Trump’s coup attempt: dangerous for the US and the rest of the world UPDATED

Trump incited his supporters to violently storm the Capitol Building in Washington DC in an attempt to revive his failed efforts to overturn the results of the election. Five people are dead as a direct result of the attack, including one police officer (ironically a Trump supporter) who was beaten to death [UPDATE: The cause of his death is unclear. Later reports indicate he may have died from a stroke the next day, possibly from exposure to pepper spray during the riot]. Legislators were made to flee the building which was ransacked and looted. Evidence points to a combination of complicity on the part of some police, and incompetence stemming from a severe bias in favor of white rightwing protesters. The level of complicit bias versus implicit bias will take a while to sort out. Trump was endorsed by police unions. And if you look at a recent polls on police attitudes towards race, it’s impossible to believe the union leadership went against the wishes of most members in backing Trump.

In response to the coup attempt, the liberal end of the US Establishment has used its influence with the billionaires who run social media to ban Trump and some of his supporters.  A key ingredient required for a coup attempt to succeed is support of the mass media. Trump didn’t get it – as was already clear during his failed legal efforts to overturn the election result. Trump’s calculation appeared to be that he could use violence to intimidate judges and politicians who had rebuffed his legal challenges to start appeasing him, especially if the attacks spread to state legislatures all over the country. Even in the wake of the failed coup attempt Fox News pundits advocate impunity for Trump by invoking the threat of attacks on state houses all over the US.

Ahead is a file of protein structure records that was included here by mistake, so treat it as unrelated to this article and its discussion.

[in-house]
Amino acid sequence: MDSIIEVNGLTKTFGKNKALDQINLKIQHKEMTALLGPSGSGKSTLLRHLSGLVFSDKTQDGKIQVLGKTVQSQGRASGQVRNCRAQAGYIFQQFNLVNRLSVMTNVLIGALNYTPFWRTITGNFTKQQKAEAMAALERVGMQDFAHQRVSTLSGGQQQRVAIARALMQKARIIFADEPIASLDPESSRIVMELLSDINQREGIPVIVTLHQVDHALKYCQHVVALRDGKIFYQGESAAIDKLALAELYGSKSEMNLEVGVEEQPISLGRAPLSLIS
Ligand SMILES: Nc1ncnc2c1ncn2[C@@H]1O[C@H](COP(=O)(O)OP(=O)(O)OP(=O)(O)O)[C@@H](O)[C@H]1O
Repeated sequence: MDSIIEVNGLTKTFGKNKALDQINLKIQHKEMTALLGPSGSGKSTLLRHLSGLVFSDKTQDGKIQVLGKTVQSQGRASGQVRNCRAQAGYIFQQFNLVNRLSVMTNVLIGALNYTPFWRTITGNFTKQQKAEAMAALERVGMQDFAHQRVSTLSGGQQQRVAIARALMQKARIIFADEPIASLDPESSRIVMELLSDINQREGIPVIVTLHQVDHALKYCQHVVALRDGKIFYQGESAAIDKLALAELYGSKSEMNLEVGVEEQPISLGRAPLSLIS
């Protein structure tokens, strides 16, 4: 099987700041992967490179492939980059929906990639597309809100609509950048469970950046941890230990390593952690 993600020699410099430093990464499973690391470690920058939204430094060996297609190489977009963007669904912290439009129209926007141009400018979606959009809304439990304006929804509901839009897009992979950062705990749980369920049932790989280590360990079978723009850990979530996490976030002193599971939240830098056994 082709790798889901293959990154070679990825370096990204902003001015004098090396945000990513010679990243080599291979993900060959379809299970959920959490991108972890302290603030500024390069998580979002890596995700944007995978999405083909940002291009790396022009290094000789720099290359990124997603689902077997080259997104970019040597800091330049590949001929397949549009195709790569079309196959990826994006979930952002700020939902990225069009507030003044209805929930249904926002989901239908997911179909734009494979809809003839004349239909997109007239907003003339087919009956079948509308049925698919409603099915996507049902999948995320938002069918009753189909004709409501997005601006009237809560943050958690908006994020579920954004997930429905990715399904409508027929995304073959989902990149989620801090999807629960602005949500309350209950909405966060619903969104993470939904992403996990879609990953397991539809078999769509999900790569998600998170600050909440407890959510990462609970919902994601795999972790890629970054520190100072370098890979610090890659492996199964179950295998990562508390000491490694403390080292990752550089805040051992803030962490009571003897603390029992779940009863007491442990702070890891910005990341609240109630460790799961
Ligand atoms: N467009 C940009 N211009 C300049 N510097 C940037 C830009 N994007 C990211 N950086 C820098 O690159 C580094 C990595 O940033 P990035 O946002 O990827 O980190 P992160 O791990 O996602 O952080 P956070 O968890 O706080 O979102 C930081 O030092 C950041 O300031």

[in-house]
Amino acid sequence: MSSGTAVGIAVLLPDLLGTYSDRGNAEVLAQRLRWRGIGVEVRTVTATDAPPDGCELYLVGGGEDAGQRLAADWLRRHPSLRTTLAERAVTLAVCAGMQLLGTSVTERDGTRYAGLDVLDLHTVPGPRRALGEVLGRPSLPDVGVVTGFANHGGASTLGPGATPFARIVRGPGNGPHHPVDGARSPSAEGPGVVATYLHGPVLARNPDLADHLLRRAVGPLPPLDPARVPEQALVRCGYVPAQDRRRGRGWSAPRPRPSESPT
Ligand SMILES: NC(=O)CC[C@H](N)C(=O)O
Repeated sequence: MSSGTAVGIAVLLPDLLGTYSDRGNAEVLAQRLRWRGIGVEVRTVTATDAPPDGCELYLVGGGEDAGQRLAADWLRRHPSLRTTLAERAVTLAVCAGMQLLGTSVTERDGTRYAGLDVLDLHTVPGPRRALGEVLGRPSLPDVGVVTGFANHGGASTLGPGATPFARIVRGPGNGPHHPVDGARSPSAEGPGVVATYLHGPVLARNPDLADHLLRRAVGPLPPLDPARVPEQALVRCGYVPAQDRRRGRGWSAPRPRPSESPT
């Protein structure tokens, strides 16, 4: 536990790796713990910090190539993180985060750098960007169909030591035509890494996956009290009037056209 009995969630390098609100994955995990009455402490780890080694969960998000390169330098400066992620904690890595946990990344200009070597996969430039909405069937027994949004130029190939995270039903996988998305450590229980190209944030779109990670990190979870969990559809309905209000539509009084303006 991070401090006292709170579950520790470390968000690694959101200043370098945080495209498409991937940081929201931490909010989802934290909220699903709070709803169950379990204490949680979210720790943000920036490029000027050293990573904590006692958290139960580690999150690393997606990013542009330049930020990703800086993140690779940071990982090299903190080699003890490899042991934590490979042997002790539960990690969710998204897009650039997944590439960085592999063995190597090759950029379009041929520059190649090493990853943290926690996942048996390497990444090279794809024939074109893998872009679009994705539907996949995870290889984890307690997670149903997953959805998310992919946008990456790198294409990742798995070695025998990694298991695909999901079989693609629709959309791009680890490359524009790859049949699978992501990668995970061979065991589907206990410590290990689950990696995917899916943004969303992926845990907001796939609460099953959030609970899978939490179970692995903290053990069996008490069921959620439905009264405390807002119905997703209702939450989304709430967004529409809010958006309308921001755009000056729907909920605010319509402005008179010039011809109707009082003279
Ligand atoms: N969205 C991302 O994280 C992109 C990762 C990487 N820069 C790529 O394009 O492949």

Yes, it was a coup attempt

Some have argued that Trump’s coup attempt had no chance to succeed, that it lacked any visible military support, and that his “plan” was so unclear that it should not be called a coup attempt. Had Trump “attempted” a coup by secretly praying real hard that the election be overturned then this view might hold some water. That’s not what he did. He incited a riot that left five people dead and forced legislators to flee the Capitol Building. Moreover, he is the Commander-in-chief of the US military. It’s also important to stress that if his odds of success were zero, it was largely due to the fact that he was essentially attempting a coup against Joe Biden, a proven warmonger and servant of the US oligarchy.

All kinds of Chickens come home to Roost

Ironically, there are big problems with US elections, but they favor Republicans and have been tolerated by Democrats in order to ensure that the only real electoral threat to Democrats comes from the right. In 2000 and again in 2016, the Republican candidate won the presidency despite losing the popular vote. From 2008- 2010, despite controlling the White House and both houses of Congress, Democrats did nothing to reform an electoral system skewed in favor of Republicans. While Democrats did resort to the Russiagate conspiracy theory to try to discredit and even overturn Trump’s 2016 victory, there was no visible interest in abolishing the “winner take all” voting system that led directly to that victory. Getting rid of that system would not only make it harder for Republicans to win elections, it would increase electoral pressure on Democrats from the left. Without such pressure – with “nowhere else to go” [as US historian Thomas Frank stresses] to punish Democrats electorally for failing to deliver for anyone but the rich – voters either stay home or get taken in by people like Trump. In short, a voting system rigged to ensure that Democrats can ignore pressure from the left has saddled the country with menacing right wing insurrectionists.